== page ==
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Trinity College

School of Languages, Literatures & Cultural Studies

Department of Germanic Studies

Business Studies and German

German Handbook 2012/2013

Please note that a word version of this document is available from the Departmental office (Room 5065) on request.

Welcome to the Department of Germanic Studies!

This handbook applies to students taking the Degree in Business Studies and German. It provides a guide as to what is expected of you on this programme and to the academic and personal support available to you. As this degree programme is taught and administered by both the Department of Germanic Studies and the School of Business Studies, you will need to consult the Business Studies Handbook as well. If you have any questions relating to these handbooks, please ask the relevant co-ordinator:

Who to contact for further information on your language modules

Course Co-ordinator: Michaelmas Term - Dr Gillian Martin, Room 5071, e-mail, Ext. 2329.

Who to contact for further information on your business modules

Dr Mary Lee Rhodes (BSL Course Director), School of Business Studies,, Ext. 1583.

Dr David Coghlan, School of Business Studies,, Ext.2323.
You are also advised to consult the BSL Examination Regulations document which can be downloaded from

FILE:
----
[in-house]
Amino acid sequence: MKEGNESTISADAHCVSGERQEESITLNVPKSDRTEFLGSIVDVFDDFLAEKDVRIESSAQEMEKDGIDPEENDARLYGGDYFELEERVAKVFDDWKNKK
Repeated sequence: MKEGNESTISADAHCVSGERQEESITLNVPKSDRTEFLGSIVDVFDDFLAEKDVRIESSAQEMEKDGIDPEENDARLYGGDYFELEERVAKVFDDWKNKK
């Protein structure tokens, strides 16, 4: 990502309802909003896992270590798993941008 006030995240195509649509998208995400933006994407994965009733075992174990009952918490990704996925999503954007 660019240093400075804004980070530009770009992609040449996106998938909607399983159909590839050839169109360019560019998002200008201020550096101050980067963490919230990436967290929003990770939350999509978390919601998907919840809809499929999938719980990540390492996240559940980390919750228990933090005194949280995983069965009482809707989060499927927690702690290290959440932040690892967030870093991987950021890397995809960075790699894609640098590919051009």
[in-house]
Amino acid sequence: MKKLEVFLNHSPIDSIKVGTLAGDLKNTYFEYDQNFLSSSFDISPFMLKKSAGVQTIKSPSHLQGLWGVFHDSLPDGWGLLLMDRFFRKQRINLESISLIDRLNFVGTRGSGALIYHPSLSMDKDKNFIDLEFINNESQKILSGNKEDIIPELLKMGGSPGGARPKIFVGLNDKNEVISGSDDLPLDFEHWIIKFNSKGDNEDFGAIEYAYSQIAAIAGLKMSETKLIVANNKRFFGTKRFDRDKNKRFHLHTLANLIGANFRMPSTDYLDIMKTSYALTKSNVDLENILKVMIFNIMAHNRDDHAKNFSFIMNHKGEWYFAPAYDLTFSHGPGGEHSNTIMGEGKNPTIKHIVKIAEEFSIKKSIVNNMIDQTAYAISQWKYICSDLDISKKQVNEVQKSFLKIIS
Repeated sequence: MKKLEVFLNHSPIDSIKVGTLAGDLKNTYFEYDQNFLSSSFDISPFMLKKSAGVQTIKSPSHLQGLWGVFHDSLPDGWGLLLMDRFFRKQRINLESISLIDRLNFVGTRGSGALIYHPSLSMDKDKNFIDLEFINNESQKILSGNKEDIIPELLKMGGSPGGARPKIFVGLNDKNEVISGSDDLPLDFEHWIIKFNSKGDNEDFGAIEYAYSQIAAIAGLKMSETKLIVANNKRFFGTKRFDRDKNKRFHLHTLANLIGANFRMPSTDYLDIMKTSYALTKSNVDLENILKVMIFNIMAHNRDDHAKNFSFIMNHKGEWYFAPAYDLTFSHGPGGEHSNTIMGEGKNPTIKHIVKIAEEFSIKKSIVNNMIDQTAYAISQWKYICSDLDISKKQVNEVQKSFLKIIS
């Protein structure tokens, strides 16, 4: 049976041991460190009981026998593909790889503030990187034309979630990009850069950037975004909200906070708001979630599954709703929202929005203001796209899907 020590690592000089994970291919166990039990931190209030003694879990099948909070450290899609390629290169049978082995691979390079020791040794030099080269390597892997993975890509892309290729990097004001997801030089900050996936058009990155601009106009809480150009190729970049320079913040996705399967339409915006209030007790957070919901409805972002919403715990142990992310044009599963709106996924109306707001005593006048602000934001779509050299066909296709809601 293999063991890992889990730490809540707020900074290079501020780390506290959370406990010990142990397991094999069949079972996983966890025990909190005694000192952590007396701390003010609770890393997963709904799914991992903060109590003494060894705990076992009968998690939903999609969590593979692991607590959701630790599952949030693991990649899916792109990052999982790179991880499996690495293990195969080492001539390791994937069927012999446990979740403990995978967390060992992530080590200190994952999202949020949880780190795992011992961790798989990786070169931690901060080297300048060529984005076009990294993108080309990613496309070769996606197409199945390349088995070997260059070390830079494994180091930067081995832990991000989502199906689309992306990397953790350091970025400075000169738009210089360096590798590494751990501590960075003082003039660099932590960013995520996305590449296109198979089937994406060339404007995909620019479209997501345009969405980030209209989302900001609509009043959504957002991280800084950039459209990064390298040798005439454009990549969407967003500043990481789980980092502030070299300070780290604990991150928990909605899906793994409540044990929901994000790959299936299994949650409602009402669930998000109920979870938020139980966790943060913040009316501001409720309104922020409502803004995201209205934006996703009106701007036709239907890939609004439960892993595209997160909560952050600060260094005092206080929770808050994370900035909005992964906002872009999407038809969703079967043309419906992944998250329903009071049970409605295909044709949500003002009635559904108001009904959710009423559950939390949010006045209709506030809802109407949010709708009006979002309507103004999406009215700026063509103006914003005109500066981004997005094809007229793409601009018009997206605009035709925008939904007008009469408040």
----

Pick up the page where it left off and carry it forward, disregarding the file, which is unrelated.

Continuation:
In this handbook you will find information specific to the German language component of your degree, the forms of assessment for each language module, as well as a list of the deadlines for assignments. The descriptions of modules given here are intended as general overviews and details may be changed. You will also find important information about the College policy on Plagiarism at the back of this handbook.
On the departmental website you will find further important information on how to make the most of your language learning, how to study effectively, and how to write an essay (go to:
The information provided in the course handbooks is accurate at time of preparation. Any necessary revisions will be notified to students via e-mail. Please note that in the event of any conflict or inconsistency between the General Regulations published in the University Calendar and the information contained in course handbooks, the provisions of the General Regulations prevail.
You can also obtain regular information on your language modules from the notice boards in the Department of Germanic Studies. The notice boards are located in the corridor beside Room 5065 (Departmental Office). It is your responsibility to check all notice boards regularly and carefully.
Information on the Course

As a Business Studies and German student you will be taking a suite of specially designed modules, which respond to the main aims and objectives of the Business Studies and a Language degree. These aims and objectives include the following: